Across the Political Spectrum, Egyptian Parties Want Israel Punished

August 21, 2011 - 11:22 PM

( – As Israel grapples with its most serious diplomatic rift with Egypt in years, one of the clearest signs of the fragility of the relationship at the heart of Israeli-Arab peace efforts is the wide range of Egyptian political parties and leaders demanding that their government take a harsh line against Israel.

Joining the call are radical Salafists, Muslim Brotherhood offshoots, secular centrists, and four presidential candidates, including two who are faring well in opinion polls – former Arab League head Amr Moussa and Ayman Nour, a liberal politician on whose behalf President Bush spoke out when President Hosni Mubarak’s regime imprisoned him as a dissident in 2007.

This cross-section of the Egyptian political spectrum is now calling for tough steps against Israel, after its forces inadvertently killed five Egyptian soldiers in the Sinai peninsula while pursuing terrorists responsible for deadly attacks against Israeli civilians.

Egypt’s Al-Ahram daily reported that six political parties and four presidential candidates in November elections signed a joint document demanding that the government recall Egypt’s ambassador from Tel Aviv, expel the Israeli ambassador, prohibit Israeli navy ships from using the Suez canal, report Israel to the U.N. Security Council, and reconsider relations with Israel until those responsible for killing the soldiers are handed over for trial.

“[The Mubarak regime] has been replaced by a strong nation that doesn’t know weakness and knows how to get justice for the blood of its martyrs,” the statement read. “In the face of this crime, the Egyptians have united, across ideologies, political parties, police and army and put aside their differences for the sake of the nation and give support to their armed forces against this attack.”

Adding to pressure on the government, thousands of Egyptians protested outside the Israeli Embassy in Cairo over the weekend.

(In the Jordanian capital, Amman, hundreds of protestors rallied outside the Israeli Embassy calling for the Israeli ambassador’s expulsion. Jordan is the only other Arab country to have full diplomatic relations with Israel, having signed a peace treaty in 1994.)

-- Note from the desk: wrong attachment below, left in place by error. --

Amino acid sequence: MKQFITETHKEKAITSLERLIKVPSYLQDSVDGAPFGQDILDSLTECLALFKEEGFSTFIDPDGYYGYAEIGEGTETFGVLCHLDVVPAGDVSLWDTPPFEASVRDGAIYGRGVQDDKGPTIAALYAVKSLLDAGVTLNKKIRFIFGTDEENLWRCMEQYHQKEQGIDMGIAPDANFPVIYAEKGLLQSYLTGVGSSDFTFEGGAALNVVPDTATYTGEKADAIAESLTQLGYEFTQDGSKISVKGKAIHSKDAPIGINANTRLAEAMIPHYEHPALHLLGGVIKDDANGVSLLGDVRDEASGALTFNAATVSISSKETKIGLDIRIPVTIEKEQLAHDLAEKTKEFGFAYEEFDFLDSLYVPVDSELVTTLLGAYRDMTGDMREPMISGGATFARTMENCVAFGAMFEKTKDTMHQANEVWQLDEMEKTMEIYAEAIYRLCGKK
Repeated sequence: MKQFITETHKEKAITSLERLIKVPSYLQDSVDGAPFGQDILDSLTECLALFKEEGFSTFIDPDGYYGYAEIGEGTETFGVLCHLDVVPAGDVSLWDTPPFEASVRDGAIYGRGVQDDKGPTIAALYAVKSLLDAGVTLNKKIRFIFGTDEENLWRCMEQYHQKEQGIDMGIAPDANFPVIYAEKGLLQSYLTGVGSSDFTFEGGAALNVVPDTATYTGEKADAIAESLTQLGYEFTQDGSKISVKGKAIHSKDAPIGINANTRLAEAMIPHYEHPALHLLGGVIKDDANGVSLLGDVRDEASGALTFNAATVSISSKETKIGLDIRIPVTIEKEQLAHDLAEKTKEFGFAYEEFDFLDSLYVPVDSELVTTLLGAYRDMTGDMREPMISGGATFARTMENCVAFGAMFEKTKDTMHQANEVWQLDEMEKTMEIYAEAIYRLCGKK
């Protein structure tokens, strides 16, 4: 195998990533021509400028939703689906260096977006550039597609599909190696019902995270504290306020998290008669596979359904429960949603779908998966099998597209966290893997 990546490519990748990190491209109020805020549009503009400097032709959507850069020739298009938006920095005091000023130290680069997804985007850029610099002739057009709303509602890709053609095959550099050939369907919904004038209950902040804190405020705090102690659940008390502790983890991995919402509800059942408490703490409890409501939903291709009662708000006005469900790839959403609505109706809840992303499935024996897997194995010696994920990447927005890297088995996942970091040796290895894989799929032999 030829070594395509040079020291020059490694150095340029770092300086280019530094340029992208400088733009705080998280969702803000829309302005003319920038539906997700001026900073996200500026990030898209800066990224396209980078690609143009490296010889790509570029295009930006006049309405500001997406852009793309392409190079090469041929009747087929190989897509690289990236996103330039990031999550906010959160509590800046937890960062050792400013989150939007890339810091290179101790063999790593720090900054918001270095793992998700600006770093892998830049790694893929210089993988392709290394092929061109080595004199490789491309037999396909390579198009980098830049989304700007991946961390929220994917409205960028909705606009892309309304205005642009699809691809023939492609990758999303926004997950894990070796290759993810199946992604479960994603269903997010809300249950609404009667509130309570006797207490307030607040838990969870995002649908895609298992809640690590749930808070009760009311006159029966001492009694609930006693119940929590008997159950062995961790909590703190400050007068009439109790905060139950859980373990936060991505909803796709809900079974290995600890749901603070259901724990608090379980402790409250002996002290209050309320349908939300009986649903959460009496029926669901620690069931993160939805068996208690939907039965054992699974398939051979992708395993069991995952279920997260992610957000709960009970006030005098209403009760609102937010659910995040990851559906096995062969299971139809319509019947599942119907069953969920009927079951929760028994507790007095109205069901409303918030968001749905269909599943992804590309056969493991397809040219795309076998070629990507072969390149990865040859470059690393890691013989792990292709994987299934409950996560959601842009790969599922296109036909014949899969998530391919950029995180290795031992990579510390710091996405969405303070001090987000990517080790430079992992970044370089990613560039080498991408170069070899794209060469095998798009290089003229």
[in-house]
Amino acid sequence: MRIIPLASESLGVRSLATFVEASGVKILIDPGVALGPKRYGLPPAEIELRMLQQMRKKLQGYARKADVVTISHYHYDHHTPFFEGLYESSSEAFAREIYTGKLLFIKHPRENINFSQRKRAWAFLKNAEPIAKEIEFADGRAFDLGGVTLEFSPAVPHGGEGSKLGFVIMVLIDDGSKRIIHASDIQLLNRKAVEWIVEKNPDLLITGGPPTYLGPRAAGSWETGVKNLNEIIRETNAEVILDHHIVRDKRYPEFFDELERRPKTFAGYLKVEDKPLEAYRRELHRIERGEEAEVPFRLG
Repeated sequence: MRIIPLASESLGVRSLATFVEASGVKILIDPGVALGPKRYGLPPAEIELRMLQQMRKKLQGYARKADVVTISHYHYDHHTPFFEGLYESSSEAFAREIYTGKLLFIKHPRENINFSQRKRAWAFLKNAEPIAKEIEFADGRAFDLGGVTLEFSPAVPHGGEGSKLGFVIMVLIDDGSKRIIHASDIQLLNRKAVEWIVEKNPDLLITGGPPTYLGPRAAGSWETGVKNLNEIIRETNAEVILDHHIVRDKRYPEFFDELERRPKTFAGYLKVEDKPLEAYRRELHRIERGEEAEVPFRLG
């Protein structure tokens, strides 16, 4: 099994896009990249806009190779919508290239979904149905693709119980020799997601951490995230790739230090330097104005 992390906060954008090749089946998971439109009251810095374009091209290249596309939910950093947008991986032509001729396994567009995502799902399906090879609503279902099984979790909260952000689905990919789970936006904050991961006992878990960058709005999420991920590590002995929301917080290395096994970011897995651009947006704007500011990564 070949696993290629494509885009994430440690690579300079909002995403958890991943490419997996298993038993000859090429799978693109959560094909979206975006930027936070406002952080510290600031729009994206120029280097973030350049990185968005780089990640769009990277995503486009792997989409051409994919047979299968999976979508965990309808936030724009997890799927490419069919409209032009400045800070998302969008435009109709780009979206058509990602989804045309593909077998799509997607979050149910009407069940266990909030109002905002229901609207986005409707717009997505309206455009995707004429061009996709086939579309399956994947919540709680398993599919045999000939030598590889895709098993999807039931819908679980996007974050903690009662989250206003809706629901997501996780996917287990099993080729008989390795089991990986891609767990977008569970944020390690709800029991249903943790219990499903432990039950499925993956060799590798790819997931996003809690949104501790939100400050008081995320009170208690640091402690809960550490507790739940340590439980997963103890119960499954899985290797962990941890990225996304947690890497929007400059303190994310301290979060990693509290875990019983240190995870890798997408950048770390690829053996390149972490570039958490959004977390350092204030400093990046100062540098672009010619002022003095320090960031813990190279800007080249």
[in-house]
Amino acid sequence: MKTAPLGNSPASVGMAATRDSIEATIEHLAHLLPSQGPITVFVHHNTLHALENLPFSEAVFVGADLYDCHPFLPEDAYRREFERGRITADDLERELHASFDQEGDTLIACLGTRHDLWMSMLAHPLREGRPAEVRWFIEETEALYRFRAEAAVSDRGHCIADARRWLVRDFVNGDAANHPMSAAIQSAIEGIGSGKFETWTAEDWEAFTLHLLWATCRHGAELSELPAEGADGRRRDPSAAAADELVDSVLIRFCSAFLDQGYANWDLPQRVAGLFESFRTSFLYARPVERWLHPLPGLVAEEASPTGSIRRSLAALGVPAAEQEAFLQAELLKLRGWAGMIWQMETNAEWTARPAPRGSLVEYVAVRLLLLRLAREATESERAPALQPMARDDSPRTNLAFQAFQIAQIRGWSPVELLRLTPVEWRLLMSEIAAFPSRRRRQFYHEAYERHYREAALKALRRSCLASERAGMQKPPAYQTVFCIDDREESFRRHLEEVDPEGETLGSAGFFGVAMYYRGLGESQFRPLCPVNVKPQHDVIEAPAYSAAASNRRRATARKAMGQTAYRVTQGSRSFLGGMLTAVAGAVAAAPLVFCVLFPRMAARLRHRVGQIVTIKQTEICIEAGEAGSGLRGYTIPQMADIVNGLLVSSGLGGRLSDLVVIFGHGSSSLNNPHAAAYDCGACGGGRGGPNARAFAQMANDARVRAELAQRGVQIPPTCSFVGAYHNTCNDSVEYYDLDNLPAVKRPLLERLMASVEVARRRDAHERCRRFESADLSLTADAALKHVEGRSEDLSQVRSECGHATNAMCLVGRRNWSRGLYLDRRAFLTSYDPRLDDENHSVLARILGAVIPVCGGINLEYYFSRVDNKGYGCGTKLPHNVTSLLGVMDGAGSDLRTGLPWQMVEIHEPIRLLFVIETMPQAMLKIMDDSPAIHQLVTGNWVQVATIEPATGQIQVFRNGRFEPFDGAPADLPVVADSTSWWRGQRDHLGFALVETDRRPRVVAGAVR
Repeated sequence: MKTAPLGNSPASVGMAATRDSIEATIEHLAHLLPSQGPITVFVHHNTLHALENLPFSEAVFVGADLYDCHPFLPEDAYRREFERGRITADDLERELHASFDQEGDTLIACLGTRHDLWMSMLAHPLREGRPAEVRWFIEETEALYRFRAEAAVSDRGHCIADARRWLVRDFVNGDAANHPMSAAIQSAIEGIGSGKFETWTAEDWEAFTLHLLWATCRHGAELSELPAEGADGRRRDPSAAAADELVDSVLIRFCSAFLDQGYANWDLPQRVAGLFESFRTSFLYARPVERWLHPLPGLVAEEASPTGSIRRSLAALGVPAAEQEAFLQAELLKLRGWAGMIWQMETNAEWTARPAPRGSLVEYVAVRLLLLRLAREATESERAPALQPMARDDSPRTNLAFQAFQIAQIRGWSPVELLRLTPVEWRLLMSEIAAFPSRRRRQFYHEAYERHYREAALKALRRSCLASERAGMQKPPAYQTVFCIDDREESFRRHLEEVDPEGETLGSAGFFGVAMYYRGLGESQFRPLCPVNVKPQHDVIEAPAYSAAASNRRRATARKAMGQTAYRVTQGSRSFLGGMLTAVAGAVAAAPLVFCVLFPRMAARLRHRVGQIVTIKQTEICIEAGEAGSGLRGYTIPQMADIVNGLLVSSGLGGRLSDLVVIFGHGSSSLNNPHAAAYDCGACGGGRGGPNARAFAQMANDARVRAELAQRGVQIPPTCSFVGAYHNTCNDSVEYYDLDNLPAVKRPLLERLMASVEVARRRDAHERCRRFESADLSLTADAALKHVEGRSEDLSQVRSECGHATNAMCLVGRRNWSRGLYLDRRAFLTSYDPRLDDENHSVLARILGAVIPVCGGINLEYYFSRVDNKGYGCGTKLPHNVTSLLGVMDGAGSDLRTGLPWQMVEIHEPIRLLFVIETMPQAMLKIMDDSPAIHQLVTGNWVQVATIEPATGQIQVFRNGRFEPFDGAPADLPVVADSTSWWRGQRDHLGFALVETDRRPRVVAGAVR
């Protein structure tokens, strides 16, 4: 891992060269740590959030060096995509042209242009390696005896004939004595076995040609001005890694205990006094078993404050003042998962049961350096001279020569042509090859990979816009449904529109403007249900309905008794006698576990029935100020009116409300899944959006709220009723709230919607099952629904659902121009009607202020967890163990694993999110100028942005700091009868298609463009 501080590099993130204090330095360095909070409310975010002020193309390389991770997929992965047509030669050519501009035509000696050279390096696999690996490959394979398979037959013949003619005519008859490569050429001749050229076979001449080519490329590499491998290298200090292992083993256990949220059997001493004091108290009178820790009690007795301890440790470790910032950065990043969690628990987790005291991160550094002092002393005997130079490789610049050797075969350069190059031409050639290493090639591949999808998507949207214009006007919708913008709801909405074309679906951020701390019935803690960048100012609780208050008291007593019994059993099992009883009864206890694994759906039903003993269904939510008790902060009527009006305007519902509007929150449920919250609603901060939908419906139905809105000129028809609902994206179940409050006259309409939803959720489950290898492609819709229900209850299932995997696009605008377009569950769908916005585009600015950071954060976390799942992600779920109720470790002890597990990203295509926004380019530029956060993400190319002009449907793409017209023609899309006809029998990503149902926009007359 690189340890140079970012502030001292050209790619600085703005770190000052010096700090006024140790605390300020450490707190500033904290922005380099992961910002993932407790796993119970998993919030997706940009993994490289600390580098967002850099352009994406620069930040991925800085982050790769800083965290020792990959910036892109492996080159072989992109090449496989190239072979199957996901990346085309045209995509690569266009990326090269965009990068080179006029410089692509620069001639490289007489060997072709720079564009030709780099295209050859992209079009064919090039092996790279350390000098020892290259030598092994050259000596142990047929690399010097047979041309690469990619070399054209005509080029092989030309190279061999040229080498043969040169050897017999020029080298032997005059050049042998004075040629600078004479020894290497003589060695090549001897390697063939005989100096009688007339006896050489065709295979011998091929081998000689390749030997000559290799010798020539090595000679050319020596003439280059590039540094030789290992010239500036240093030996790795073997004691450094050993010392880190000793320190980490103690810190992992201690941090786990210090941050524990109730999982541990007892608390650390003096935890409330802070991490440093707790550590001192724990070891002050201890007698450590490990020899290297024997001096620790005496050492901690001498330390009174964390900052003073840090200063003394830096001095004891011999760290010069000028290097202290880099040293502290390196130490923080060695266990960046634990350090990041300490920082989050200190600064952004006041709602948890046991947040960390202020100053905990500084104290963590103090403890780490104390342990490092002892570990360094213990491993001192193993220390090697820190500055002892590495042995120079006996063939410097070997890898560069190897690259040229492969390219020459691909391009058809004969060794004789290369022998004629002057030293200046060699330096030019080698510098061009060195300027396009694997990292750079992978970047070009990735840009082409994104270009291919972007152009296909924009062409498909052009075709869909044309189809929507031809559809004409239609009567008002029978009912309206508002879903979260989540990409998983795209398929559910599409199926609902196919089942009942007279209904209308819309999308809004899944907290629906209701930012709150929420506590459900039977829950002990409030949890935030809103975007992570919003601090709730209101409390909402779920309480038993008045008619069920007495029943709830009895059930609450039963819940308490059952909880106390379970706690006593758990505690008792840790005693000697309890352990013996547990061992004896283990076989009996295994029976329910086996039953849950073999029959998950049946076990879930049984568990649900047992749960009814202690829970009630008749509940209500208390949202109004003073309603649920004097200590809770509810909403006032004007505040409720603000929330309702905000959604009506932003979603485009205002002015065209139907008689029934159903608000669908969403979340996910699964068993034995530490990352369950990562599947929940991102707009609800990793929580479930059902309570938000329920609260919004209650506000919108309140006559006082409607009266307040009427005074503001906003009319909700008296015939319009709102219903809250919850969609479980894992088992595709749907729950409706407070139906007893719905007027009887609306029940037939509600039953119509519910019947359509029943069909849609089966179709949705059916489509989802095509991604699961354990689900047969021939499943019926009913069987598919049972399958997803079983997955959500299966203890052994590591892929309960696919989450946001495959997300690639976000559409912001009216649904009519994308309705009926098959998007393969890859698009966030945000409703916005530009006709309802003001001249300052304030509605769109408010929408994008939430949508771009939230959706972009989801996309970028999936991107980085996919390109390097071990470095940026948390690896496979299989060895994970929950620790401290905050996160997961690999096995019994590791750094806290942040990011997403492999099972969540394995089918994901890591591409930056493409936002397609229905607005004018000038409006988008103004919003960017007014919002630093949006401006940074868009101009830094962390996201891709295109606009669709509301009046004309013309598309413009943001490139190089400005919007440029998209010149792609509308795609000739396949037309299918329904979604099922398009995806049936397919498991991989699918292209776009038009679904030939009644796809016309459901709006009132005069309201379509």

Israel sent envoys to Cairo, pledged an investigation, and expressed regret for killing the Egyptian soldiers while hunting terrorists who had carried out armed attacks in southern Israel Thursday. But Egypt rejected the apology as insufficient.

“The Israeli statement was positive on the surface, but it was not in keeping with the magnitude of the incident and the state of Egyptian anger toward Israeli actions,” the cabinet said in a statement.

“Egyptian blood is not cheap and the government will not accept that Egyptian blood gets shed for nothing.”

Egypt earlier threatened to recall its ambassador from Tel Aviv over the incident, although the step has yet to be taken. Egypt last recalled its ambassador 11 years ago, during a spat over violence in the Gaza Strip.

Israeli terror attack

The scene of one of the attacks in southern Israel on Thursday. Eight Israelis were killed by terrorists armed with heavy weapons, guns and explosives who crossed into southern Israel from Egypt’s Sinai peninsula. (Photo: Israeli Defense Forces)

Israel, meanwhile, has received no public apology from Egypt over the security lapses that enabled gunmen to cross from Sinai and carry out a multipronged attack against Israeli civilians on a highway running near the Israel-Egypt on Thursday, killing eight people and injuring 40 more.

Alongside the diplomatic tensions with Egypt, security tensions have mounted between Israel and the Hamas-controlled Gaza Strip.